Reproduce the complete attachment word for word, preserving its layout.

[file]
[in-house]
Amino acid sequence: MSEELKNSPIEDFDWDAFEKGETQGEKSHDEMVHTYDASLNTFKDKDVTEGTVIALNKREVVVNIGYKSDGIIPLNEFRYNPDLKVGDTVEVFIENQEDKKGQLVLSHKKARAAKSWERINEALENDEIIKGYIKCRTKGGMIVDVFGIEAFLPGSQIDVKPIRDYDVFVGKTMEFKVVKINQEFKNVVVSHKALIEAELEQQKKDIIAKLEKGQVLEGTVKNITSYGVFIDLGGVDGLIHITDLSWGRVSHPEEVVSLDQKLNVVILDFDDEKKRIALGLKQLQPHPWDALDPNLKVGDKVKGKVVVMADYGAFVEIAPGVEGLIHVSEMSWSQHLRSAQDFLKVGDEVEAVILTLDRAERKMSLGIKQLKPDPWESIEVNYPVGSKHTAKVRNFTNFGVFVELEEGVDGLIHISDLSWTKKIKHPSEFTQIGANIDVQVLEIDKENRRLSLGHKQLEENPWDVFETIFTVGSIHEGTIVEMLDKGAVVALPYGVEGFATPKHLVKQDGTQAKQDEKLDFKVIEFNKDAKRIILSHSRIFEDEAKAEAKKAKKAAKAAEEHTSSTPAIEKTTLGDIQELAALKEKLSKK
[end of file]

[in-house]
Amino acid sequence: MSEELKNSPIEDFDWDAFEKGETQGEKSHDEMVHTYDASLNTFKDKDVTEGTVIALNKREVVVNIGYKSDGIIPLNEFRYNPDLKVGDTVEVFIENQEDKKGQLVLSHKKARAAKSWERINEALENDEIIKGYIKCRTKGGMIVDVFGIEAFLPGSQIDVKPIRDYDVFVGKTMEFKVVKINQEFKNVVVSHKALIEAELEQQKKDIIAKLEKGQVLEGTVKNITSYGVFIDLGGVDGLIHITDLSWGRVSHPEEVVSLDQKLNVVILDFDDEKKRIALGLKQLQPHPWDALDPNLKVGDKVKGKVVVMADYGAFVEIAPGVEGLIHVSEMSWSQHLRSAQDFLKVGDEVEAVILTLDRAERKMSLGIKQLKPDPWESIEVNYPVGSKHTAKVRNFTNFGVFVELEEGVDGLIHISDLSWTKKIKHPSEFTQIGANIDVQVLEIDKENRRLSLGHKQLEENPWDVFETIFTVGSIHEGTIVEMLDKGAVVALPYGVEGFATPKHLVKQDGTQAKQDEKLDFKVIEFNKDAKRIILSHSRIFEDEAKAEAKKAKKAAKAAEEHTSSTPAIEKTTLGDIQELAALKEKLSKK